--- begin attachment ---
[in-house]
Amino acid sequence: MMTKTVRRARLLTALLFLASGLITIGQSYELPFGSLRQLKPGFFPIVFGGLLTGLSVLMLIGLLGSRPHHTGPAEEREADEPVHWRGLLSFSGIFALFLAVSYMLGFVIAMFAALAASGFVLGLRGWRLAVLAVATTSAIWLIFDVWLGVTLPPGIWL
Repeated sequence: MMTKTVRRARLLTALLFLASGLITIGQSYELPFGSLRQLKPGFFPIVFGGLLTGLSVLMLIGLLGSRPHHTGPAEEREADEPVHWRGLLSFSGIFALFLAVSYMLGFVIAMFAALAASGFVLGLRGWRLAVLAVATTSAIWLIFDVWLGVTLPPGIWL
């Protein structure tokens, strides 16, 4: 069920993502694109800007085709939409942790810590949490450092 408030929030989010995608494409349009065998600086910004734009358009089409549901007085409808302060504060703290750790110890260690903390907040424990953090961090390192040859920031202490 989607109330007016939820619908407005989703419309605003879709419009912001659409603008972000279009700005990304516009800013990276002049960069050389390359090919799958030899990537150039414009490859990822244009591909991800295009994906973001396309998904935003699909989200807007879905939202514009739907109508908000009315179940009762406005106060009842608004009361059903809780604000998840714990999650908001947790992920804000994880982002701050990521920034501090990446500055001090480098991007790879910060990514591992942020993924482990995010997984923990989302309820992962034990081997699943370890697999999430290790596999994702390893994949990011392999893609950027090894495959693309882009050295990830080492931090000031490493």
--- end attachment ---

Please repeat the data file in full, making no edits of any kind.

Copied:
[in-house]
Amino acid sequence: MMTKTVRRARLLTALLFLASGLITIGQSYELPFGSLRQLKPGFFPIVFGGLLTGLSVLMLIGLLGSRPHHTGPAEEREADEPVHWRGLLSFSGIFALFLAVSYMLGFVIAMFAALAASGFVLGLRGWRLAVLAVATTSAIWLIFDVWLGVTLPPGIWL
Repeated sequence: MMTKTVRRARLLTALLFLASGLITIGQSYELPFGSLRQLKPGFFPIVFGGLLTGLSVLMLIGLLGSRPHHTGPAEEREADEPVHWRGLLSFSGIFALFLAVSYMLGFVIAMFAALAASGFVLGLRGWRLAVLAVATTSAIWLIFDVWLGVTLPPGIWL
């Protein structure tokens, strides 16, 4: 069920993502694109800007085709939409942790810590949490450092 408030929030989010995608494409349009065998600086910004734009358009089409549901007085409808302060504060703290750790110890260690903390907040424990953090961090390192040859920031202490 989607109330007016939820619908407005989703419309605003879709419009912001659409603008972000279009700005990304516009800013990276002049960069050389390359090919799958030899990537150039414009490859990822244009591909991800295009994906973001396309998904935003699909989200807007879905939202514009739907109508908000009315179940009762406005106060009842608004009361059903809780604000998840714990999650908001947790992920804000994880982002701050990521920034501090990446500055001090480098991007790879910060990514591992942020993924482990995010997984923990989302309820992962034990081997699943370890697999999430290790596999994702390893994949990011392999893609950027090894495959693309882009050295990830080492931090000031490493």